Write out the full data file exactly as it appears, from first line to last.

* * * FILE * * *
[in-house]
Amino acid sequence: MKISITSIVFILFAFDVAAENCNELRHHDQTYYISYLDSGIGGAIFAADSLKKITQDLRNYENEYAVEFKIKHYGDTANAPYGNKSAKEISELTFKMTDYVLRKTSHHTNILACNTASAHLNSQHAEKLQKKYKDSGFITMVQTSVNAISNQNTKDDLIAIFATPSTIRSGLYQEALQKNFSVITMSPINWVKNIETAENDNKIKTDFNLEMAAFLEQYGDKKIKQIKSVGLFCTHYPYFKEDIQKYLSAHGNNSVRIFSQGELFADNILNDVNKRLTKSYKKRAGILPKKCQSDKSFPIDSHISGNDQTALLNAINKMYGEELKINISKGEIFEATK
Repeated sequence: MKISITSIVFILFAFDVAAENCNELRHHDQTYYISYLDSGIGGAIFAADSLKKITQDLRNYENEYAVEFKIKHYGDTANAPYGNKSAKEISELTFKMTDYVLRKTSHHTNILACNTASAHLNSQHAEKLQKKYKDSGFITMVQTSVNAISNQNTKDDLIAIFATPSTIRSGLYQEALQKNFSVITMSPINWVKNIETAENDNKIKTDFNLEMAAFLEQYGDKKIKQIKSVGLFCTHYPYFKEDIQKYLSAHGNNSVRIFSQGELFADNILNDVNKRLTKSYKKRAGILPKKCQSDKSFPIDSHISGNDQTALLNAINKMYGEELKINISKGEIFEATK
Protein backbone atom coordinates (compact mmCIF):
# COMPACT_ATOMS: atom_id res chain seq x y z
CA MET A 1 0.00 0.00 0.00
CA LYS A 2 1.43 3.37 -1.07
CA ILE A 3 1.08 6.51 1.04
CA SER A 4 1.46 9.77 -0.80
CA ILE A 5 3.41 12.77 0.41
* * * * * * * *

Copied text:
[in-house]
Amino acid sequence: MKISITSIVFILFAFDVAAENCNELRHHDQTYYISYLDSGIGGAIFAADSLKKITQDLRNYENEYAVEFKIKHYGDTANAPYGNKSAKEISELTFKMTDYVLRKTSHHTNILACNTASAHLNSQHAEKLQKKYKDSGFITMVQTSVNAISNQNTKDDLIAIFATPSTIRSGLYQEALQKNFSVITMSPINWVKNIETAENDNKIKTDFNLEMAAFLEQYGDKKIKQIKSVGLFCTHYPYFKEDIQKYLSAHGNNSVRIFSQGELFADNILNDVNKRLTKSYKKRAGILPKKCQSDKSFPIDSHISGNDQTALLNAINKMYGEELKINISKGEIFEATK
Repeated sequence: MKISITSIVFILFAFDVAAENCNELRHHDQTYYISYLDSGIGGAIFAADSLKKITQDLRNYENEYAVEFKIKHYGDTANAPYGNKSAKEISELTFKMTDYVLRKTSHHTNILACNTASAHLNSQHAEKLQKKYKDSGFITMVQTSVNAISNQNTKDDLIAIFATPSTIRSGLYQEALQKNFSVITMSPINWVKNIETAENDNKIKTDFNLEMAAFLEQYGDKKIKQIKSVGLFCTHYPYFKEDIQKYLSAHGNNSVRIFSQGELFADNILNDVNKRLTKSYKKRAGILPKKCQSDKSFPIDSHISGNDQTALLNAINKMYGEELKINISKGEIFEATK
Protein backbone atom coordinates (compact mmCIF):
# COMPACT_ATOMS: atom_id res chain seq x y z
CA MET A 1 0.00 0.00 0.00
CA LYS A 2 1.43 3.37 -1.07
CA ILE A 3 1.08 6.51 1.04
CA SER A 4 1.46 9.77 -0.80
CA ILE A 5 3.41 12.77 0.41